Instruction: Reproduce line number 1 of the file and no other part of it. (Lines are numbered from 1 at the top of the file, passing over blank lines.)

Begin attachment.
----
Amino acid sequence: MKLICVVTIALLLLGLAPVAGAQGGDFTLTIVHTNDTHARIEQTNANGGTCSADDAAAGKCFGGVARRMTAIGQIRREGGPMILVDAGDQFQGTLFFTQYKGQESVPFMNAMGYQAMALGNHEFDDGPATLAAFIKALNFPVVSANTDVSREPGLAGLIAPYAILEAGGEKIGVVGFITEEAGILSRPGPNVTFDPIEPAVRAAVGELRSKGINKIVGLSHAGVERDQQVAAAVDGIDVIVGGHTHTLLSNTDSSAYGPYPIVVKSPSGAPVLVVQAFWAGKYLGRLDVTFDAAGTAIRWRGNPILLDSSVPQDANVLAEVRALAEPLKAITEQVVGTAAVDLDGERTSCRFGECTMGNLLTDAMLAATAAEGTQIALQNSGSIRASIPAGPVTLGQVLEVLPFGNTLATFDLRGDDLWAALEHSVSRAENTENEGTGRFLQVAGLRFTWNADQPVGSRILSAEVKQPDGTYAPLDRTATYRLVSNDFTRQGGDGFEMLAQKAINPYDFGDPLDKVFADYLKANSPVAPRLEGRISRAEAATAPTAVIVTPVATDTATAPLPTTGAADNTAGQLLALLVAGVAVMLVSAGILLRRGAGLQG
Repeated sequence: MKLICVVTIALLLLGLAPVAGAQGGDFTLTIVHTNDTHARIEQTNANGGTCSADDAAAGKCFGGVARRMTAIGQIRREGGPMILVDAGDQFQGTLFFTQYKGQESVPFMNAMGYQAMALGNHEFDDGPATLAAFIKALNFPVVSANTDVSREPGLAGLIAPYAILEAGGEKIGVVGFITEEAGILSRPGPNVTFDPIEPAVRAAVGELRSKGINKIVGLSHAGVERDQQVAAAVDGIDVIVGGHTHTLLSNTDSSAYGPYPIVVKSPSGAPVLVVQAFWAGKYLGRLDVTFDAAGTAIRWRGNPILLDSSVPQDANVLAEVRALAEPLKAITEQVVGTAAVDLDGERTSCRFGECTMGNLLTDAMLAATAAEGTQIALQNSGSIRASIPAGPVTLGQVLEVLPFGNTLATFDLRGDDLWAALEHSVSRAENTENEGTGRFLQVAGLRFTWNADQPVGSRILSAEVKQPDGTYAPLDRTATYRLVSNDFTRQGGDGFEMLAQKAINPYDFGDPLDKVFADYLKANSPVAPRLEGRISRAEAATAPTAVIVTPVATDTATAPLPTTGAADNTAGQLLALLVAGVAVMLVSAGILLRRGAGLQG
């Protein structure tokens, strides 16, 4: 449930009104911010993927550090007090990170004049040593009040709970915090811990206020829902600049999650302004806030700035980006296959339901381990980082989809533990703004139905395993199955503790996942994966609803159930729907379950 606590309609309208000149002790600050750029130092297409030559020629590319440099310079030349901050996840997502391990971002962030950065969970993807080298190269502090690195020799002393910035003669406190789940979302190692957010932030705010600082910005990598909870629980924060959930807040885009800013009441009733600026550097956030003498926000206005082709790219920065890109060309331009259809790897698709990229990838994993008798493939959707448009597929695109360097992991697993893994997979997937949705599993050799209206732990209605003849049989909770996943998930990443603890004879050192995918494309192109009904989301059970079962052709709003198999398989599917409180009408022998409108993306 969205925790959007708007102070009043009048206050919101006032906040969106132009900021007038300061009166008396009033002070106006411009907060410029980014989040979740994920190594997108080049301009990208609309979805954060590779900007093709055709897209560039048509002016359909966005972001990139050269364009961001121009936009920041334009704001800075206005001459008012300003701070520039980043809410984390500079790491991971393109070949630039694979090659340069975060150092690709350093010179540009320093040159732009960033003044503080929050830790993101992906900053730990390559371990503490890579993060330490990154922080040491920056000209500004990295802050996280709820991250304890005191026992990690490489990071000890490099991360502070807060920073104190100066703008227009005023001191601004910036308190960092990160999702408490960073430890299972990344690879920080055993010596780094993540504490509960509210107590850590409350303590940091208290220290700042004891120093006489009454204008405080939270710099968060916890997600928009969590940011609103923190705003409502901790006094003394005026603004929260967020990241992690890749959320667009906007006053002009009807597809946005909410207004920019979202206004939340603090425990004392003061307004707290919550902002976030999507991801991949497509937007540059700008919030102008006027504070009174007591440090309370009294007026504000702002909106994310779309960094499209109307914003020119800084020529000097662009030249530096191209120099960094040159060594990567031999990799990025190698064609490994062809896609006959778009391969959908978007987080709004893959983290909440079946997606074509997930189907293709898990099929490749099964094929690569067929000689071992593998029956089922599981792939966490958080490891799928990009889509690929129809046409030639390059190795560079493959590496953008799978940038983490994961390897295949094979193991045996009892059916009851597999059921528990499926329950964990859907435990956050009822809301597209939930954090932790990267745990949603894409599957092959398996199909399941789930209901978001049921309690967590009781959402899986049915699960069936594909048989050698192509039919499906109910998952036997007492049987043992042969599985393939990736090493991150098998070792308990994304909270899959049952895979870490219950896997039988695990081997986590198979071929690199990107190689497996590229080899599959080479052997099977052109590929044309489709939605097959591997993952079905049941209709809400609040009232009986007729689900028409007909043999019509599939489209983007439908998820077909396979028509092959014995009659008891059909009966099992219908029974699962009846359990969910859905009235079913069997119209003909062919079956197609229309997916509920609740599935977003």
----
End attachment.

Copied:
Amino acid sequence: MKLICVVTIALLLLGLAPVAGAQGGDFTLTIVHTNDTHARIEQTNANGGTCSADDAAAGKCFGGVARRMTAIGQIRREGGPMILVDAGDQFQGTLFFTQYKGQESVPFMNAMGYQAMALGNHEFDDGPATLAAFIKALNFPVVSANTDVSREPGLAGLIAPYAILEAGGEKIGVVGFITEEAGILSRPGPNVTFDPIEPAVRAAVGELRSKGINKIVGLSHAGVERDQQVAAAVDGIDVIVGGHTHTLLSNTDSSAYGPYPIVVKSPSGAPVLVVQAFWAGKYLGRLDVTFDAAGTAIRWRGNPILLDSSVPQDANVLAEVRALAEPLKAITEQVVGTAAVDLDGERTSCRFGECTMGNLLTDAMLAATAAEGTQIALQNSGSIRASIPAGPVTLGQVLEVLPFGNTLATFDLRGDDLWAALEHSVSRAENTENEGTGRFLQVAGLRFTWNADQPVGSRILSAEVKQPDGTYAPLDRTATYRLVSNDFTRQGGDGFEMLAQKAINPYDFGDPLDKVFADYLKANSPVAPRLEGRISRAEAATAPTAVIVTPVATDTATAPLPTTGAADNTAGQLLALLVAGVAVMLVSAGILLRRGAGLQG